I think there might be, but it's not a nice thought. Let me step back a moment. The credit crunch and recent investment bank failures stem from the fact that a duff security - sub-prime mortgages - was wrapped up into opaque financial instruments such as CDOs (collateralised debt obligations). If I understand it correctly, this opacity made these instruments easier to sell than the underlying assets alone would have been, and it became harder for banks to know the true systemic risk they were running. When the sh*t hit the fan, ie the mortgages became worthless because of falling property prices and consequent defaults, not only were the CDOs etc devalued but putting a price on the devaluation became very hard, as did knowing which bank was exposed to what. So the problem was a combination of devaluation and ignorance. It was the ignorance as much as the loss of value that led to the credit crunch and the failures of Bear Stearns, Lehmans and (nearly) Merrill Lynch.
So where am I going with this? The regulators need to get a better, and earlier, hold on systemic risk in future, no matter what gives rise to it. This is not easy to do. Theoretically it can be done by external observation of economic indicators. It might have been possible to deduce that property prices were about to crash and that mortgage-related securities would go with them. But it's always hard to guess when a market has reached its peak, otherwise we'd all be rich. And probability is only one element of risk, the other being consequences or impact. The latter was probably very hard to measure, again because of opacity of the instruments. It all reminds me a bit of the problems at Lloyd's of London in the 1980s with the so-called LMX Spiral: risk accumulated through a chain of reinsurance contracts and no-one knew (until the s*it hit the fan) that it had ended up with a small number of syndicates, who were left holding the parcel when the music stopped.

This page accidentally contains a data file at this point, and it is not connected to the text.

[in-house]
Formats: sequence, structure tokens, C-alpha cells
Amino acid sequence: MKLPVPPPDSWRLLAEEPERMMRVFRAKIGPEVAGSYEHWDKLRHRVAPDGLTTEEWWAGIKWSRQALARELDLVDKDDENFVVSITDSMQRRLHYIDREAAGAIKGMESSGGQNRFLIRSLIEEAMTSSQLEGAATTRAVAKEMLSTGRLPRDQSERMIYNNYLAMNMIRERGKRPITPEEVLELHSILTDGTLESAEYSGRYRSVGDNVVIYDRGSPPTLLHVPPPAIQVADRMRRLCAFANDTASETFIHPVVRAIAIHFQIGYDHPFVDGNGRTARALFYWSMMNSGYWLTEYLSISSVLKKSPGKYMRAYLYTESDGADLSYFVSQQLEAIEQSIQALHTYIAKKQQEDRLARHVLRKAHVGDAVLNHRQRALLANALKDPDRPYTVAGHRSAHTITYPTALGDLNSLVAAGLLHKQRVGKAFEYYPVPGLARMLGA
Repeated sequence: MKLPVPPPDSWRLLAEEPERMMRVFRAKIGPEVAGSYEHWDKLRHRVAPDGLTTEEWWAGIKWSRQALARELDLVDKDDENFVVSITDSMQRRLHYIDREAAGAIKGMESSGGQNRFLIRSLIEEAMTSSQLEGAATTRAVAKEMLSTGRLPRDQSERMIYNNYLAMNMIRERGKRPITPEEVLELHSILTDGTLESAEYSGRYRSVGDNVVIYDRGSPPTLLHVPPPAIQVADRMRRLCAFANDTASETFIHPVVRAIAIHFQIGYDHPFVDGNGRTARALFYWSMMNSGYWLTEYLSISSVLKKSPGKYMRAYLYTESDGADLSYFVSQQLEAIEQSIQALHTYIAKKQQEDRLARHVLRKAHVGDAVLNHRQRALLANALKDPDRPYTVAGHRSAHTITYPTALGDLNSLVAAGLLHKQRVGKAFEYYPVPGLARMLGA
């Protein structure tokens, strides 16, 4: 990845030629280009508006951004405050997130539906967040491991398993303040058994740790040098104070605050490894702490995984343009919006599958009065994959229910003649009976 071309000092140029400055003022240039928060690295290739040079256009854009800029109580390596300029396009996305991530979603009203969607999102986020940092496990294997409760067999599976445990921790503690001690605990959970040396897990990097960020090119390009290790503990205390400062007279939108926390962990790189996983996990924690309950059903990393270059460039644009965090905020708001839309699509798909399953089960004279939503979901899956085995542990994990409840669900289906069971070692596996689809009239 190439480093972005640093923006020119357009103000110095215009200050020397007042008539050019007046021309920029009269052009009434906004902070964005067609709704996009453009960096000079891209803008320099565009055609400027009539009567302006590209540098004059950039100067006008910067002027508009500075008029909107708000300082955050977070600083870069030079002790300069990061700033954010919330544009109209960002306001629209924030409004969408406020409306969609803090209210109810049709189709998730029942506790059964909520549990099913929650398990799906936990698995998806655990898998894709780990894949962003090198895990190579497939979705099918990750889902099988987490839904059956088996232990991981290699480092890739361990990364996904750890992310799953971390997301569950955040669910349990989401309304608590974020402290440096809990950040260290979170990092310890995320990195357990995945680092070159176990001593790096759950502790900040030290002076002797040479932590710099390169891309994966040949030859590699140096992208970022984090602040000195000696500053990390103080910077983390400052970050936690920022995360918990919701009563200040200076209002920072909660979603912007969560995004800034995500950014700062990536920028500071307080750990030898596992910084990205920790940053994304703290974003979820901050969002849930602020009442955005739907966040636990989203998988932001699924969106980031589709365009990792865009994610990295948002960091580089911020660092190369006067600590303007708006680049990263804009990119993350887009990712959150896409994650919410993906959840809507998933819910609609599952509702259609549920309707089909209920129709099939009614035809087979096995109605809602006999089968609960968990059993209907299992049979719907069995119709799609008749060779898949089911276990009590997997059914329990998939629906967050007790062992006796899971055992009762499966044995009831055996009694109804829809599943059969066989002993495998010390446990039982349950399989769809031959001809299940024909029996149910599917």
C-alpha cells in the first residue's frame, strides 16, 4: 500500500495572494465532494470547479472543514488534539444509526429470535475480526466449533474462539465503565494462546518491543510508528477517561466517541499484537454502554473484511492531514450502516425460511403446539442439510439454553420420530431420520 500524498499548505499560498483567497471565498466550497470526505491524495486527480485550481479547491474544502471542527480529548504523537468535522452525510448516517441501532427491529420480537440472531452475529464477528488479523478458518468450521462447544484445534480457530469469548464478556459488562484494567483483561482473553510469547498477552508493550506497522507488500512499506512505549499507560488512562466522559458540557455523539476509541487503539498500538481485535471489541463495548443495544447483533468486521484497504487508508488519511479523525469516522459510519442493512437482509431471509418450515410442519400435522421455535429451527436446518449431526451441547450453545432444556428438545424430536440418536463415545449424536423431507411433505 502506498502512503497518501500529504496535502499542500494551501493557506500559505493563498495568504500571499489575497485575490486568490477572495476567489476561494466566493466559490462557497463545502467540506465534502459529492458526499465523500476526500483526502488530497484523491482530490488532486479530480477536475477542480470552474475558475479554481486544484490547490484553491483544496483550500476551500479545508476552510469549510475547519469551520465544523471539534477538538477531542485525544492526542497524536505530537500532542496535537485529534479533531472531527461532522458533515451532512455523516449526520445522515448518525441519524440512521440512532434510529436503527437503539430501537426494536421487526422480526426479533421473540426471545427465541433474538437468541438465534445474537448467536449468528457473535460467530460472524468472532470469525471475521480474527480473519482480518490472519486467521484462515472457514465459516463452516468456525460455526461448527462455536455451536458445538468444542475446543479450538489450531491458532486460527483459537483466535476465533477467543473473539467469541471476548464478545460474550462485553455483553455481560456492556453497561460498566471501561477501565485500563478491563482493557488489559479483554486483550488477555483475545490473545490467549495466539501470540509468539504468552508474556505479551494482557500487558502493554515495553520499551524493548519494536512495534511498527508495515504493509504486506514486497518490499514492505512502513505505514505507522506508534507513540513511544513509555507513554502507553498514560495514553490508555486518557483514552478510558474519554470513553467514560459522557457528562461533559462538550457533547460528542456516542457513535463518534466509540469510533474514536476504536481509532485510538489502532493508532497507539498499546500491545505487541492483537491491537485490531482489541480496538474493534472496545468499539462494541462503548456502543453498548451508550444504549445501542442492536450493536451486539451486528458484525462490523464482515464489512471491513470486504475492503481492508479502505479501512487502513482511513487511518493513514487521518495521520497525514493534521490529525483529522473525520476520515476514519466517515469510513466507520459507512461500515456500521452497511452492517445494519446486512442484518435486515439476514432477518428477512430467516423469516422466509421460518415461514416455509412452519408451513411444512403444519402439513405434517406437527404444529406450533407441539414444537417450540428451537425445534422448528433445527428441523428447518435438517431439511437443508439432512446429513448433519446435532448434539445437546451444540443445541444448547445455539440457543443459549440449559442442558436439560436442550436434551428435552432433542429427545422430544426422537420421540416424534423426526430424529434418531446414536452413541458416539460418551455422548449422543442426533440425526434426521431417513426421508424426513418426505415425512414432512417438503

But is it really true that no-one knows? I emphatically think not. The people who know are those doing the business. You can bet that there were people who knew how potentially toxic those CDOs and what-have-you were. I'm not talking about fraud here, although that did happen also. I mean people doing a relatively honest (by investment banking standards) job, who could see the risk, but had no incentive to do anything about it. In fact they had a big incentive not to - their bonus.
So how does a regulator find out about these risks? S/he needs to tap into what the traders are saying. Once upon a time they just said it in pubs and on street corners. Then, when email came along, some indiscreetly wrote things down, thinking it would remain private. But the regulators could order discovery of it as evidence when something went wrong and it appeared that rules had been broken.